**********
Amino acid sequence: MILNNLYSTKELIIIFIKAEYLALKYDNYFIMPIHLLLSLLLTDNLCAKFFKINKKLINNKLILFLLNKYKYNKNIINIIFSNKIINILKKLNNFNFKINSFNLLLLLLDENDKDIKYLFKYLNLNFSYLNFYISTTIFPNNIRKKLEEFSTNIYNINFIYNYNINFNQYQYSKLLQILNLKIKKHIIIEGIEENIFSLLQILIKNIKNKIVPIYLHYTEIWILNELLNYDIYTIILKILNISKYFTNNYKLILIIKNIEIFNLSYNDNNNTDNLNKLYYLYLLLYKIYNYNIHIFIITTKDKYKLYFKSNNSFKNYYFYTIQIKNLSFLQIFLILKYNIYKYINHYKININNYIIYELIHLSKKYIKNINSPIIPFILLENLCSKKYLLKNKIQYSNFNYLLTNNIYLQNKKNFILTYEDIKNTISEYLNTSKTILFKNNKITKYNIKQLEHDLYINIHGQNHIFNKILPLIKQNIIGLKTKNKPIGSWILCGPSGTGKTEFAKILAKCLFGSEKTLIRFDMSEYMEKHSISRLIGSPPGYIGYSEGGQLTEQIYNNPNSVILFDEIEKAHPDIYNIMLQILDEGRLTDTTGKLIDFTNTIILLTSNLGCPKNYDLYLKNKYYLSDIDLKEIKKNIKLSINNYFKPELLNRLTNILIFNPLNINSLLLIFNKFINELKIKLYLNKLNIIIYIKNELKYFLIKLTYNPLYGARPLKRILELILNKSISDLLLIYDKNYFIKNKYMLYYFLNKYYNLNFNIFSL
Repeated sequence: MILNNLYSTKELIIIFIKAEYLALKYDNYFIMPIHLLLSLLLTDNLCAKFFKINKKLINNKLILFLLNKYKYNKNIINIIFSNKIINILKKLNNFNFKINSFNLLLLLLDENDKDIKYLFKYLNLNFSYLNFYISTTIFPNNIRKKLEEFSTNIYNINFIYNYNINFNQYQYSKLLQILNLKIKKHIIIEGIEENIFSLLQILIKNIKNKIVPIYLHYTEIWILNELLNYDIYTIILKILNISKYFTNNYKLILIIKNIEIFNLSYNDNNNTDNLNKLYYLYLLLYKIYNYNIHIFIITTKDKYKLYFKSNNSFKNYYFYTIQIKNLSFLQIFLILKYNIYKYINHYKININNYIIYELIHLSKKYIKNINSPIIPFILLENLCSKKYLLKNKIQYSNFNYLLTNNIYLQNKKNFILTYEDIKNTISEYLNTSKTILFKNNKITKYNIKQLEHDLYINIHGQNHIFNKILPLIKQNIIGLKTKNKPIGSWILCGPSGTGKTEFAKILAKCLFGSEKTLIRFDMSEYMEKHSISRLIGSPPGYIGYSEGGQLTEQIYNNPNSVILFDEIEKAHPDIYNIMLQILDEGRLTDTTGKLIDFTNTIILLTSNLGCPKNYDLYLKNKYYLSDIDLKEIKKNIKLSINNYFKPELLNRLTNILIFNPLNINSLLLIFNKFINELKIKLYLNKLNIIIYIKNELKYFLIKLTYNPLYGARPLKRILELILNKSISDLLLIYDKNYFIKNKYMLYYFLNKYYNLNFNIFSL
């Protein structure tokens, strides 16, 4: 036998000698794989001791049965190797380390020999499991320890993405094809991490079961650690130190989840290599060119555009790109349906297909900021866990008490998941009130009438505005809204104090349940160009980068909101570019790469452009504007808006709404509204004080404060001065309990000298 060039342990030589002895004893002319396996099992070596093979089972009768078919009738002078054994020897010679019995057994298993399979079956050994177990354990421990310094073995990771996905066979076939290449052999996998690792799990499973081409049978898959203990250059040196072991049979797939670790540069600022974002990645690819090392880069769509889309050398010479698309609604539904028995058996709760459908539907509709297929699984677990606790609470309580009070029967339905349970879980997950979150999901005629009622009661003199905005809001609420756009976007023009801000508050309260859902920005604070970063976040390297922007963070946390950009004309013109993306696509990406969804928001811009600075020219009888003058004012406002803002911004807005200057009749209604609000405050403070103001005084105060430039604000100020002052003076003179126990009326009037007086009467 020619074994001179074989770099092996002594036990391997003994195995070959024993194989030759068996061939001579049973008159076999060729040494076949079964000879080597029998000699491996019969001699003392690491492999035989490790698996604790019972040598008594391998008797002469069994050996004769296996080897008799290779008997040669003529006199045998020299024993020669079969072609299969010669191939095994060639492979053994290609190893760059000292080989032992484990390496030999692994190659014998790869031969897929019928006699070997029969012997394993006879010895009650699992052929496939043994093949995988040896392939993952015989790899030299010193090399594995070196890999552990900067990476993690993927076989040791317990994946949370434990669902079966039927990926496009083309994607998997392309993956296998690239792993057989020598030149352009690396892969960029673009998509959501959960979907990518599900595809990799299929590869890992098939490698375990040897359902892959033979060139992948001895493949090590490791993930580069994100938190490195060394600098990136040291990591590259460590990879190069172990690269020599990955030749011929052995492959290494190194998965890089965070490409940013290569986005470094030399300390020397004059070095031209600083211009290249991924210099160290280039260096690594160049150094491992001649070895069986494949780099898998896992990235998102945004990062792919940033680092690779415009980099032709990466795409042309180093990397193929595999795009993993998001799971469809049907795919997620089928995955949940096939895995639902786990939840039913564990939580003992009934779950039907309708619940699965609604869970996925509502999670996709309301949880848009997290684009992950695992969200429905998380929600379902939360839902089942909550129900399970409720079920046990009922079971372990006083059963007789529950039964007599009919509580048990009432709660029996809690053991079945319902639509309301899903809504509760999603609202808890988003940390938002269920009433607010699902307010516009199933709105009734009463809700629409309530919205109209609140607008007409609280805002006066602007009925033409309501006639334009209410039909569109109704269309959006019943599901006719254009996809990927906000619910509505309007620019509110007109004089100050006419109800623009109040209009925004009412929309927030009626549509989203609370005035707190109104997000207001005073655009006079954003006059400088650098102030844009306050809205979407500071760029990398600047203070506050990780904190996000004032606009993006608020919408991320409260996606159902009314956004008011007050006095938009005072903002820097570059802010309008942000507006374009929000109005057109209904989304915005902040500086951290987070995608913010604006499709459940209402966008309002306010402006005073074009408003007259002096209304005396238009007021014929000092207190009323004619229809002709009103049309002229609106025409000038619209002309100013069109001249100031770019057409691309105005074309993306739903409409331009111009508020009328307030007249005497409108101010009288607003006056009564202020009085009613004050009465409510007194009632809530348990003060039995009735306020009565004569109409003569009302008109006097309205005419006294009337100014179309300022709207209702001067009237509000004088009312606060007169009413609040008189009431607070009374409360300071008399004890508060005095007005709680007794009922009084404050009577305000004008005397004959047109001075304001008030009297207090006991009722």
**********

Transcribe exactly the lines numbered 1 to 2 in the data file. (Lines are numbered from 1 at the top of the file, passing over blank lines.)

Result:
Amino acid sequence: MILNNLYSTKELIIIFIKAEYLALKYDNYFIMPIHLLLSLLLTDNLCAKFFKINKKLINNKLILFLLNKYKYNKNIINIIFSNKIINILKKLNNFNFKINSFNLLLLLLDENDKDIKYLFKYLNLNFSYLNFYISTTIFPNNIRKKLEEFSTNIYNINFIYNYNINFNQYQYSKLLQILNLKIKKHIIIEGIEENIFSLLQILIKNIKNKIVPIYLHYTEIWILNELLNYDIYTIILKILNISKYFTNNYKLILIIKNIEIFNLSYNDNNNTDNLNKLYYLYLLLYKIYNYNIHIFIITTKDKYKLYFKSNNSFKNYYFYTIQIKNLSFLQIFLILKYNIYKYINHYKININNYIIYELIHLSKKYIKNINSPIIPFILLENLCSKKYLLKNKIQYSNFNYLLTNNIYLQNKKNFILTYEDIKNTISEYLNTSKTILFKNNKITKYNIKQLEHDLYINIHGQNHIFNKILPLIKQNIIGLKTKNKPIGSWILCGPSGTGKTEFAKILAKCLFGSEKTLIRFDMSEYMEKHSISRLIGSPPGYIGYSEGGQLTEQIYNNPNSVILFDEIEKAHPDIYNIMLQILDEGRLTDTTGKLIDFTNTIILLTSNLGCPKNYDLYLKNKYYLSDIDLKEIKKNIKLSINNYFKPELLNRLTNILIFNPLNINSLLLIFNKFINELKIKLYLNKLNIIIYIKNELKYFLIKLTYNPLYGARPLKRILELILNKSISDLLLIYDKNYFIKNKYMLYYFLNKYYNLNFNIFSL
Repeated sequence: MILNNLYSTKELIIIFIKAEYLALKYDNYFIMPIHLLLSLLLTDNLCAKFFKINKKLINNKLILFLLNKYKYNKNIINIIFSNKIINILKKLNNFNFKINSFNLLLLLLDENDKDIKYLFKYLNLNFSYLNFYISTTIFPNNIRKKLEEFSTNIYNINFIYNYNINFNQYQYSKLLQILNLKIKKHIIIEGIEENIFSLLQILIKNIKNKIVPIYLHYTEIWILNELLNYDIYTIILKILNISKYFTNNYKLILIIKNIEIFNLSYNDNNNTDNLNKLYYLYLLLYKIYNYNIHIFIITTKDKYKLYFKSNNSFKNYYFYTIQIKNLSFLQIFLILKYNIYKYINHYKININNYIIYELIHLSKKYIKNINSPIIPFILLENLCSKKYLLKNKIQYSNFNYLLTNNIYLQNKKNFILTYEDIKNTISEYLNTSKTILFKNNKITKYNIKQLEHDLYINIHGQNHIFNKILPLIKQNIIGLKTKNKPIGSWILCGPSGTGKTEFAKILAKCLFGSEKTLIRFDMSEYMEKHSISRLIGSPPGYIGYSEGGQLTEQIYNNPNSVILFDEIEKAHPDIYNIMLQILDEGRLTDTTGKLIDFTNTIILLTSNLGCPKNYDLYLKNKYYLSDIDLKEIKKNIKLSINNYFKPELLNRLTNILIFNPLNINSLLLIFNKFINELKIKLYLNKLNIIIYIKNELKYFLIKLTYNPLYGARPLKRILELILNKSISDLLLIYDKNYFIKNKYMLYYFLNKYYNLNFNIFSL